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Greenbelt Oral History and Cultural Landscape Project

The Greenbelt Museum has a StoryCorps page! We are always interesting in adding oral histories that staff can collect. If you'd like to interview a family member or friend, we encourage you to add the recording to the Greenbelt Community page!

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Place is space made culturally meaningful.”

Setha M. Low,  1994, anthropologist

“Well, what comes to mind for me [when thinking about Greenbelt] is the coherence of the community, the wholeness of the community and the self-contained quality of the original Greenbelt—the beauty of the planning going into the city to facilitate people getting together, communicating, organizing.”

Susan Gervasi, 2013, Greenbelt resident

“We wanted a meaningful place, so that’s why we came [to Greenbelt]… I feel like there’s a—I don’t want to call it division—but it’s definitely a segregation of how people think and embrace Greenbelt. The people in the old, what you call old Greenbelt… consider themselves to be really—so to speak—the people holding up the heritage of Greenbelt. Whereas I think that other people around, also, you know, partake in that heritage.”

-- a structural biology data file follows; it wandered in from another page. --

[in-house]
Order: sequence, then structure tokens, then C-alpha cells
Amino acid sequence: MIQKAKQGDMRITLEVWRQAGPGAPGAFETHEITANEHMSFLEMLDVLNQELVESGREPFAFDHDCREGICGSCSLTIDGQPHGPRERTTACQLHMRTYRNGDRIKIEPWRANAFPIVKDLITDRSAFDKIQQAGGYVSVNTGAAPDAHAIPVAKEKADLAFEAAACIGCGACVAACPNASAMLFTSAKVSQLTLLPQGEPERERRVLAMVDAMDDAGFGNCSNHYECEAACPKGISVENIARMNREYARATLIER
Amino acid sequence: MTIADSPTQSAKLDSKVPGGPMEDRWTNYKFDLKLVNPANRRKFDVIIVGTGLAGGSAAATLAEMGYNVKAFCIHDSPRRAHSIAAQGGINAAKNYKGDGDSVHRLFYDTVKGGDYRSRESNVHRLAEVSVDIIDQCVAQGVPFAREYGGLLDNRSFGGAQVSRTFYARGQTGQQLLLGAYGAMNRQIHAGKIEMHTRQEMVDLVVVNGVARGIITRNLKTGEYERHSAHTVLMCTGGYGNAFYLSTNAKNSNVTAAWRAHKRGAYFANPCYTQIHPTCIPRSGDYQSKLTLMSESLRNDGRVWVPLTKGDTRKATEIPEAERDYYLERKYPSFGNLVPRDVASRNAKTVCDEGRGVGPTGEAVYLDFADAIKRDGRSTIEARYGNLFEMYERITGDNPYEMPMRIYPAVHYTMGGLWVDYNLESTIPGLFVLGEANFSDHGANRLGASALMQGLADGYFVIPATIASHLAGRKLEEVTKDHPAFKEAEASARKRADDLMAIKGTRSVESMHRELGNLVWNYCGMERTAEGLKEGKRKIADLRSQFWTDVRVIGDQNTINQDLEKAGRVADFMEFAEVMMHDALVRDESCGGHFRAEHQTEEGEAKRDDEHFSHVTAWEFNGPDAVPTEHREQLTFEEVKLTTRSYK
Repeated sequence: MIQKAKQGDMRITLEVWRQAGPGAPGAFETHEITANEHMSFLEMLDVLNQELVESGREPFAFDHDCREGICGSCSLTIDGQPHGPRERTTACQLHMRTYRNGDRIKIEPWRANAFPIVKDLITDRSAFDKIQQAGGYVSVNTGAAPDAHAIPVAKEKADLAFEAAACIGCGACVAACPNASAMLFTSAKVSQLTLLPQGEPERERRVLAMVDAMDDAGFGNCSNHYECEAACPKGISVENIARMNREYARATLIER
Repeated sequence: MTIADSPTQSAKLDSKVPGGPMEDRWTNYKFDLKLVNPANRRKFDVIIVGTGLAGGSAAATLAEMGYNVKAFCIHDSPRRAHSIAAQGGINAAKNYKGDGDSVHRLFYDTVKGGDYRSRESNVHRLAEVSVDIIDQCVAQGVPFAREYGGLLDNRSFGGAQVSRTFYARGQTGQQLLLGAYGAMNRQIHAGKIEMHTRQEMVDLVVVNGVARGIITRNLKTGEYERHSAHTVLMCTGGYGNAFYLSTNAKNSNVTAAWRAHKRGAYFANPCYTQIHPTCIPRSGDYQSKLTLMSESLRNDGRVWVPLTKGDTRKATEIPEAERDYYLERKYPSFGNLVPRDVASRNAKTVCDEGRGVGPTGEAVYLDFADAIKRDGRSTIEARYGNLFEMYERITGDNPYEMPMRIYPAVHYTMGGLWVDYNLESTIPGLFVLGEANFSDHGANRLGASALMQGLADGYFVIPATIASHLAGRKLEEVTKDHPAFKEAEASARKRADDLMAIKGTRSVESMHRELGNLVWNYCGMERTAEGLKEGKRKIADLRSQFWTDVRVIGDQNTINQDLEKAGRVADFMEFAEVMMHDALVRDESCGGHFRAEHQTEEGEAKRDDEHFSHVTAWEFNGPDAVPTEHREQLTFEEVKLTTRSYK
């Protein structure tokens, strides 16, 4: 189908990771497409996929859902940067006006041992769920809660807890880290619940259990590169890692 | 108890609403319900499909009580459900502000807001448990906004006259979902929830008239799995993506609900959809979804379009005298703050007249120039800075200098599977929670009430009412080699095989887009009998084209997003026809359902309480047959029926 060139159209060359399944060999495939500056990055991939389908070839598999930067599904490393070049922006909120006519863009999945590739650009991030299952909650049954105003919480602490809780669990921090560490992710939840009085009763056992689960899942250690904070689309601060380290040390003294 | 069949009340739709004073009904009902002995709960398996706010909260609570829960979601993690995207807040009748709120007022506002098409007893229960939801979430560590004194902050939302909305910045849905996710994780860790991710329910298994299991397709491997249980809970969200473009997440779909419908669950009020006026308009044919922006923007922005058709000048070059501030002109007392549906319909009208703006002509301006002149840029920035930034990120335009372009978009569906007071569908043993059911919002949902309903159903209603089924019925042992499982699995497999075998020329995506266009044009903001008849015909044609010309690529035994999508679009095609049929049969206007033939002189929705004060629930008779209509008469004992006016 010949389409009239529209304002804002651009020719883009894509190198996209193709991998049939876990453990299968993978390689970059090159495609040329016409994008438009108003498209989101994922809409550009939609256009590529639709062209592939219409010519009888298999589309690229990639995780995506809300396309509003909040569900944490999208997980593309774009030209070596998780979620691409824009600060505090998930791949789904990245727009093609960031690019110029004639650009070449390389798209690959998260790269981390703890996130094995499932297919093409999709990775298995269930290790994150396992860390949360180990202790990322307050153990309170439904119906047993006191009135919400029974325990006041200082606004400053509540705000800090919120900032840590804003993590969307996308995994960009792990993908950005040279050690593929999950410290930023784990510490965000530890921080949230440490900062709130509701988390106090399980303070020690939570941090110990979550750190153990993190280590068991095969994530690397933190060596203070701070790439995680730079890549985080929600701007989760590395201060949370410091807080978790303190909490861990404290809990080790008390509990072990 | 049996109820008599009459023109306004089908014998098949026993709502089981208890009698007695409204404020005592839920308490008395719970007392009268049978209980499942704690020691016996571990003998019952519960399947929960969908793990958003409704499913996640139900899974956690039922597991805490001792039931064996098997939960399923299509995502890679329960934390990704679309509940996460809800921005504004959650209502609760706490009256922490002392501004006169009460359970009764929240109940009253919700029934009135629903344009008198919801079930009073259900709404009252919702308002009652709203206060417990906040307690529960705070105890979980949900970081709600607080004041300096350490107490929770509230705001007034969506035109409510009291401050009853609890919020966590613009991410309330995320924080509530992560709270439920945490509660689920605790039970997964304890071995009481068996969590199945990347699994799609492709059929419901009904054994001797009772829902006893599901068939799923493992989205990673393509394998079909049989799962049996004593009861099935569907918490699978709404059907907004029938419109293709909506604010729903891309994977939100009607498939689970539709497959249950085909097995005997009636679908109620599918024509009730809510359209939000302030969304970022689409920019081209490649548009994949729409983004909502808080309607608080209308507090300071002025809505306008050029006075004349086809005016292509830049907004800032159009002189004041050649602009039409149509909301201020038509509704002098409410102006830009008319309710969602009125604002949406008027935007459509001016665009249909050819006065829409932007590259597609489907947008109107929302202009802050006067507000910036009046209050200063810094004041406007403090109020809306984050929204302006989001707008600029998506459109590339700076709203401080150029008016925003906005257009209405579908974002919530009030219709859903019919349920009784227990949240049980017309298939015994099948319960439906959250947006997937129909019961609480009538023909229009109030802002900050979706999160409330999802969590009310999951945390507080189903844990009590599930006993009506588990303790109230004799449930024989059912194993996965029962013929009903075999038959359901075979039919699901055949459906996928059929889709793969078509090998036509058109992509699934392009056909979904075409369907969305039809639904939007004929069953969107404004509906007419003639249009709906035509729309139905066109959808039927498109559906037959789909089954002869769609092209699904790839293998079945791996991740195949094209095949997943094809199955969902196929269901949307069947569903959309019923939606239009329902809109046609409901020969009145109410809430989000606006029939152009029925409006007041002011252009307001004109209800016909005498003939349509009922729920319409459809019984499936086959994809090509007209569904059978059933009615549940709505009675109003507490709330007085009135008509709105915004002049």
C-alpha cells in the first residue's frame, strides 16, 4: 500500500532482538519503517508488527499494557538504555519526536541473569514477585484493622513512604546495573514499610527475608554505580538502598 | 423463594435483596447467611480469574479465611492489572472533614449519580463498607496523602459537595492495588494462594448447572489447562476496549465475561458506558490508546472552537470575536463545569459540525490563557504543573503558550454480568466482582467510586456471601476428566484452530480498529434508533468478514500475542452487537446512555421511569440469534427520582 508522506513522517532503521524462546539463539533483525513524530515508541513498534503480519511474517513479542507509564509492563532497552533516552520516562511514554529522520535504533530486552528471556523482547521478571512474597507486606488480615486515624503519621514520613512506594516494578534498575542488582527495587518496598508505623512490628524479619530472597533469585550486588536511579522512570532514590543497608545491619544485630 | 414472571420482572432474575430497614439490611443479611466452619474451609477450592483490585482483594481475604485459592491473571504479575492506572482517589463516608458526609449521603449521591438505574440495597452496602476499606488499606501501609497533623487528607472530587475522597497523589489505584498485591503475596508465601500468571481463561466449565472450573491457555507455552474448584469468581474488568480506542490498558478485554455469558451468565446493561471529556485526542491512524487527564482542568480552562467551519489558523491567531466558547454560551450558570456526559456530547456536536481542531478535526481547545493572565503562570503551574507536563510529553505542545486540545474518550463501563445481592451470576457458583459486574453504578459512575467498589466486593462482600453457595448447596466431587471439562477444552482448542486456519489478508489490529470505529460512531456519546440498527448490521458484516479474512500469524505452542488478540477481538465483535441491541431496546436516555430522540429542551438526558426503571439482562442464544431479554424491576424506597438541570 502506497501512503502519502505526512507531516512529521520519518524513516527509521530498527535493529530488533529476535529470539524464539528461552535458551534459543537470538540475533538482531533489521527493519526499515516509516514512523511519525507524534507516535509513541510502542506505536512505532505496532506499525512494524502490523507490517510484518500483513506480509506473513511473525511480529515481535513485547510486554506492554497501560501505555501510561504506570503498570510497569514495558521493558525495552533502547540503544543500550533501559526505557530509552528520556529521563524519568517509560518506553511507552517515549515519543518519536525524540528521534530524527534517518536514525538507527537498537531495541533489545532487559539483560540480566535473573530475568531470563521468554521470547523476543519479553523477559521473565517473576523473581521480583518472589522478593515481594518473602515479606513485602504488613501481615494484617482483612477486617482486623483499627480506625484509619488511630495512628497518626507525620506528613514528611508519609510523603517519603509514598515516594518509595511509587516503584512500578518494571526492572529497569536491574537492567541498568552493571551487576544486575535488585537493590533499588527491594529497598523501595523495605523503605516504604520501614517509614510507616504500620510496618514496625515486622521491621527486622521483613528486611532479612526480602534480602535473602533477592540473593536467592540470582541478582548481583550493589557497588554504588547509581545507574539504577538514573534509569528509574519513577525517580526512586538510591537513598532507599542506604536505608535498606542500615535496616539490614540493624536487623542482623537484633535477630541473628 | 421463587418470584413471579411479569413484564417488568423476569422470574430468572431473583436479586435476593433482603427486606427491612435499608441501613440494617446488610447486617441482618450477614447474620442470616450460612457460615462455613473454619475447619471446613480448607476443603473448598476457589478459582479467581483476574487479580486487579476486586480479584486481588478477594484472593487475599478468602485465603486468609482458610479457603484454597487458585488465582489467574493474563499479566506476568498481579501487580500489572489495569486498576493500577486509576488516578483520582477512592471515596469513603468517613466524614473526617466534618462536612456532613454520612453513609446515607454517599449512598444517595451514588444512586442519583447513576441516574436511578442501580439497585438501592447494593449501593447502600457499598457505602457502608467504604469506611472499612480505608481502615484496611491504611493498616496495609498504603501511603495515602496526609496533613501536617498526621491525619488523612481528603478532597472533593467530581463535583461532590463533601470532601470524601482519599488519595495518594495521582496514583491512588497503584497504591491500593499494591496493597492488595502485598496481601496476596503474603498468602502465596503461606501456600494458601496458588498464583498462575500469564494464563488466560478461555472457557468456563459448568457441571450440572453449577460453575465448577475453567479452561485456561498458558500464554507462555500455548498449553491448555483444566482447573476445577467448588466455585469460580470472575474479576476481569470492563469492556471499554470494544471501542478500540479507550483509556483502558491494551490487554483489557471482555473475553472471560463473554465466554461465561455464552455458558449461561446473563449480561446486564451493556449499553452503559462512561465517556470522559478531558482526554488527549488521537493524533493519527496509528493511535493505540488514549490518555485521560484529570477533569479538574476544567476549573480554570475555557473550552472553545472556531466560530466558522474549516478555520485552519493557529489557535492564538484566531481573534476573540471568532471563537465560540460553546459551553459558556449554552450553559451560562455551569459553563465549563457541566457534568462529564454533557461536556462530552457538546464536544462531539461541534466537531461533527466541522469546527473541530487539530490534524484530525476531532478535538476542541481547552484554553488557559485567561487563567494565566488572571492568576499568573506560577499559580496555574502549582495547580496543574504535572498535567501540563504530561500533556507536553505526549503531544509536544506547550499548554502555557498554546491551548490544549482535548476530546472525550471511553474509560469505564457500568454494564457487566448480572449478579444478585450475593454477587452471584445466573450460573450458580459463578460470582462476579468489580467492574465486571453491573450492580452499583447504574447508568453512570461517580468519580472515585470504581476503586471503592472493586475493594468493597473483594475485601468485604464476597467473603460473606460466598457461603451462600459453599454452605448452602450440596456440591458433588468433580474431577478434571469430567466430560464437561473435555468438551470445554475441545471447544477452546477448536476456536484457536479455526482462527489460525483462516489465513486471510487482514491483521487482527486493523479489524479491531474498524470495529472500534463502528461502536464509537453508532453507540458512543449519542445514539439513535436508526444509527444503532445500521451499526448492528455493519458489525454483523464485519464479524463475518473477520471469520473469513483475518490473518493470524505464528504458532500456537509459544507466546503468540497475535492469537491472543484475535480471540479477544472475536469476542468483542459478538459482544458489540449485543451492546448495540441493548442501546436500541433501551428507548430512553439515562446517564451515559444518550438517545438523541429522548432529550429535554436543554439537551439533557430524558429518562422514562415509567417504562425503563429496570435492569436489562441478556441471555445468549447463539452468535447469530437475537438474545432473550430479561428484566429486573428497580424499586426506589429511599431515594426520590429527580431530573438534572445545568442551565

Patrick Hyousse, 2013, Greenbelt resident

About the Project

Diane Ronchi

Years spent in Greenbelt: 67

Diane Ronchi speaks about her memories of growing up Greenbelt, the milk delivery truck, and transportation on snowy days.

Listen here Diane Ronchi Oral History Clip

Ana Gasper

Years spent in Greenbelt: 6

Ana Gasper discusses moving to Greenbelt from Costa Rica and talks about the Greenbelt Lake as a community space.

Listen here:  Ana Gasper Oral History Clip

This project started in June 2013 as collaboration between University of Maryland graduate student Ennis Barbery and the Greenbelt Museum and expands the Greenbelt Museum’s existing collection of oral histories begun in 1987. Barbery announced the project in the Greenbelt News Review and began meeting with residents. In total, she interviewed 14 residents, asking them about their life histories and memories of Greenbelt. She also asked them about how they use the landscape of Greenbelt in the present; some residents drew maps to show the places in Greenbelt that are important to them.

The Greenbelt Museum is actively seeking to document the experiences of residents. If you are interested in sharing your stories of Greenbelt please contact the museum by phone (301-507-6582) or email

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